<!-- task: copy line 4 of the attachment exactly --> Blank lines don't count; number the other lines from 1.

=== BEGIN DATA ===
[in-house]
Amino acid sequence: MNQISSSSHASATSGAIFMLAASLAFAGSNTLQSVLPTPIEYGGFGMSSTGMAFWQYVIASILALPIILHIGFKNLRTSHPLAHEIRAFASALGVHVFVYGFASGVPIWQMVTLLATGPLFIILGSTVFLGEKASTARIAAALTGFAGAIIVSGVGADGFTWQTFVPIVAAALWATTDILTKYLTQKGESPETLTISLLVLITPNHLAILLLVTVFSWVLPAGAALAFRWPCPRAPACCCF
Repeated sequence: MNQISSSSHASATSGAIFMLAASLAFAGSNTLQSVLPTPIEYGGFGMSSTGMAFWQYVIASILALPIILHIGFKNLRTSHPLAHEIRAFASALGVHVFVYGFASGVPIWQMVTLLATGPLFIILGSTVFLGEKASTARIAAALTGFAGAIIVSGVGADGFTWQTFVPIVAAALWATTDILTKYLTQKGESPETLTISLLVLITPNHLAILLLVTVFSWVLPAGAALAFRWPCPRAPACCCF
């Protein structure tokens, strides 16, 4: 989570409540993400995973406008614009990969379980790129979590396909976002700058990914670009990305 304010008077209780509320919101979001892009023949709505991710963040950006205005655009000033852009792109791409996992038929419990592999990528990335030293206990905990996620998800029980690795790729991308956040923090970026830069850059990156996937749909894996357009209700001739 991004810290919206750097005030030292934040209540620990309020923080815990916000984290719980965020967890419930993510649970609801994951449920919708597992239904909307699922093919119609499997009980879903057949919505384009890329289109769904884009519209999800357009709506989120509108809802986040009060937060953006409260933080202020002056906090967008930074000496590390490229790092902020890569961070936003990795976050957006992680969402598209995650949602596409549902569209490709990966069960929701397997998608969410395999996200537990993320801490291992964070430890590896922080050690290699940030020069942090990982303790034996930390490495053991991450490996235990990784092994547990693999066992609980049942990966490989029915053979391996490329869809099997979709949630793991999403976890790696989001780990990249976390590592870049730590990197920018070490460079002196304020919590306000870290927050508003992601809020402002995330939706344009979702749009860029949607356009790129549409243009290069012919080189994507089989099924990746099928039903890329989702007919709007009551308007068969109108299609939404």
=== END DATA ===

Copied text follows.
């Protein structure tokens, strides 16, 4: 989570409540993400995973406008614009990969379980790129979590396909976002700058990914670009990305 304010008077209780509320919101979001892009023949709505991710963040950006205005655009000033852009792109791409996992038929419990592999990528990335030293206990905990996620998800029980690795790729991308956040923090970026830069850059990156996937749909894996357009209700001739 991004810290919206750097005030030292934040209540620990309020923080815990916000984290719980965020967890419930993510649970609801994951449920919708597992239904909307699922093919119609499997009980879903057949919505384009890329289109769904884009519209999800357009709506989120509108809802986040009060937060953006409260933080202020002056906090967008930074000496590390490229790092902020890569961070936003990795976050957006992680969402598209995650949602596409549902569209490709990966069960929701397997998608969410395999996200537990993320801490291992964070430890590896922080050690290699940030020069942090990982303790034996930390490495053991991450490996235990990784092994547990693999066992609980049942990966490989029915053979391996490329869809099997979709949630793991999403976890790696989001780990990249976390590592870049730590990197920018070490460079002196304020919590306000870290927050508003992601809020402002995330939706344009979702749009860029949607356009790129549409243009290069012919080189994507089989099924990746099928039903890329989702007919709007009551308007068969109108299609939404």